The Wonderful History of Aran Hats is as Layered as they are Textured.
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Aran tradition hats are synonymous with the Aran Islands off the west coast of Connemara in the West of Ireland. They originated from there and are sometimes referred to as 'fisherman's hats'. The reason for this is that for centuries the Aran people have been a fishing community and each clann or extended family guarded their traditional Aran knitting patterns that were used in hats, scarves, jumpers, shawls, gloves and more, as a way of identifying their dead fishermen kin. Sadly losing family members to sea tragedy was all too common with this harsh way of life. The Aran knit hat, scarf, jumper and other apparel with all of it's beauty and complexity is tantamount to the life from where it sprung.
To wear and Aran wool hat is pure luxury. It is wholesome, natural, warm and reflects pure quality. Originally Aran garments were hand knit with unscoured wool which meant they still held on to the lanolin oil and were water resistant if not waterproof because of it. Even when the wool is scoured there is a lovely natural smell off Aran wool. An Aran wool hat for example is traditionally tightly knit with the very thick Aran sheeps' wool you may be familiar with and thus holds it's shape very well and keeps out the cold too! They are very hard wearing and will last a lifetime if you take good care of them. Nowadays you will often find there is mixed yarn used. This is down to many things. Although the heavy warmth was required for the harsh lifestyle lived by the islanders we are not normally subjected the same hardship so the mixed wool makes it lighter. We don't wear as much layered clothing so the pure sheeps' wool can feel a little itchy against our skin. The mixed yarn gives us a bit of warmth and the acrylic or other yarns can help soften the texture. While the craftsmanship is still evident in the traditional stitches and patterns the mixed yarn can make a garment more accessible and affordable.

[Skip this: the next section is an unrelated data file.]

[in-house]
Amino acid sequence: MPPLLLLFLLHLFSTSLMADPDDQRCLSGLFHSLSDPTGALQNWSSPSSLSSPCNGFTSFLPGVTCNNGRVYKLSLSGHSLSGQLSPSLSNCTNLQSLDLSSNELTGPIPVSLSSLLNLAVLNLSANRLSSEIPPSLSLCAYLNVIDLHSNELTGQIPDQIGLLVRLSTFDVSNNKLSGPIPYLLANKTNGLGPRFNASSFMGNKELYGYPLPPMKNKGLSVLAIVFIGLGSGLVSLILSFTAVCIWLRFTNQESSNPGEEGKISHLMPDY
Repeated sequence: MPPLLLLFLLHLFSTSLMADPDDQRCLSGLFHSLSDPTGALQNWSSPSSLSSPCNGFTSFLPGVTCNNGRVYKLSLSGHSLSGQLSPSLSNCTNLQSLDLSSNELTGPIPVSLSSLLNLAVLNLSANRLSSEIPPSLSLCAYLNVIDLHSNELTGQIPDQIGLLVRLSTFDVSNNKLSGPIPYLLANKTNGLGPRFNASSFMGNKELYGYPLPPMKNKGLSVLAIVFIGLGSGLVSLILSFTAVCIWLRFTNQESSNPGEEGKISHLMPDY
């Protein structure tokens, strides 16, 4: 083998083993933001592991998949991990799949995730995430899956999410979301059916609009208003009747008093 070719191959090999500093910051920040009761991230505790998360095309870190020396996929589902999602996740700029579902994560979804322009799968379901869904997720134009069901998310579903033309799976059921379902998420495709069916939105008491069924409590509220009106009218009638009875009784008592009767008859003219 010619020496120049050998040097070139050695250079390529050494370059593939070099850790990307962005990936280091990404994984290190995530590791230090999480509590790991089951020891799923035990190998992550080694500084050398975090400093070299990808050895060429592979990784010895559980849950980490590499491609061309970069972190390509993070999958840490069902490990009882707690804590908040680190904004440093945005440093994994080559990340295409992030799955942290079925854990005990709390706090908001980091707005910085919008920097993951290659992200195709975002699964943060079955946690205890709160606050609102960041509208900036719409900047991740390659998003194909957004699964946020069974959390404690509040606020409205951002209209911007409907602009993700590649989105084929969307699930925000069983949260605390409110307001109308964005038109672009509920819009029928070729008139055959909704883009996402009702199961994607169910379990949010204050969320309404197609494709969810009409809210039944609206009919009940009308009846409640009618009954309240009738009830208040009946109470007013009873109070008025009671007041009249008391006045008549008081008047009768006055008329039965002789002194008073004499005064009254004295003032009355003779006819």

An Aran Wool Hat is Definitely Worth the Effort
People often balk at the idea of buying an Aran traditional hat but I don't really think they think it through. Washing wool clothing couldn't be easier.
You simply immerse your Aran tradition hat for example, in luke warm sudsy water (better if you have a detergent for wool) for about ten minutes. No vigorous agitation required at all. Dunk it a few times and give the areas where there may be a stain a little more attention with minimum rubbing. Then rinse out using plenty of luke warm water. Squeeze gently to get the heavy water out. Then lay it on a bath towel on a hard non-porous surface such as the draining board or a plastic top or glass top table, in an aired place away from big heat or sun, as heat will make it shrink. Hint: Place items between two folded bath towels and press to get the water out. Then refold the towels to get a drier patch until the heavy wet is gone. DO NOT WRING AS IT WILL STRETCH THE GARMENT. Turn the garment over a few times as it dries so the water can evaporate. Then just leave it a day or two. Ta-daa! You could do it in your sleep! Another Hint: DO A FEW AT THE SAME TIME TO MAKE IT EVEN LESS TIME CONSUMING!
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A Word of Caution